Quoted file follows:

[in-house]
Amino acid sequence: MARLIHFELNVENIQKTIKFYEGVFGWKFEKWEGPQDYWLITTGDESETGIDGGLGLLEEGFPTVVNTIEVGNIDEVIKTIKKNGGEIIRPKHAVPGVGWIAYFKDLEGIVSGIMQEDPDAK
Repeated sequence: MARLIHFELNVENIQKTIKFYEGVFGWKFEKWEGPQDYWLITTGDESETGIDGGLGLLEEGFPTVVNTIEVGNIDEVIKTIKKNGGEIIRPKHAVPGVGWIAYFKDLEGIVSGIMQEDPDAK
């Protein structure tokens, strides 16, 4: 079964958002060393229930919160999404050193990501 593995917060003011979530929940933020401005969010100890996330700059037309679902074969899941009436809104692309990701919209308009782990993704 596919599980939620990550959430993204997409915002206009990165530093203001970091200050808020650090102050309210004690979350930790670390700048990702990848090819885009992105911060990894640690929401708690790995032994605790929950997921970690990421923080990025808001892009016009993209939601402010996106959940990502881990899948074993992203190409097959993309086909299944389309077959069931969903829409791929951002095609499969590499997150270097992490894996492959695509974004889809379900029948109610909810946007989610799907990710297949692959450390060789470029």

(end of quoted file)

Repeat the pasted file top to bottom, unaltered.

[in-house]
Amino acid sequence: MARLIHFELNVENIQKTIKFYEGVFGWKFEKWEGPQDYWLITTGDESETGIDGGLGLLEEGFPTVVNTIEVGNIDEVIKTIKKNGGEIIRPKHAVPGVGWIAYFKDLEGIVSGIMQEDPDAK
Repeated sequence: MARLIHFELNVENIQKTIKFYEGVFGWKFEKWEGPQDYWLITTGDESETGIDGGLGLLEEGFPTVVNTIEVGNIDEVIKTIKKNGGEIIRPKHAVPGVGWIAYFKDLEGIVSGIMQEDPDAK
């Protein structure tokens, strides 16, 4: 079964958002060393229930919160999404050193990501 593995917060003011979530929940933020401005969010100890996330700059037309679902074969899941009436809104692309990701919209308009782990993704 596919599980939620990550959430993204997409915002206009990165530093203001970091200050808020650090102050309210004690979350930790670390700048990702990848090819885009992105911060990894640690929401708690790995032994605790929950997921970690990421923080990025808001892009016009993209939601402010996106959940990502881990899948074993992203190409097959993309086909299944389309077959069931969903829409791929951002095609499969590499997150270097992490894996492959695509974004889809379900029948109610909810946007989610799907990710297949692959450390060789470029």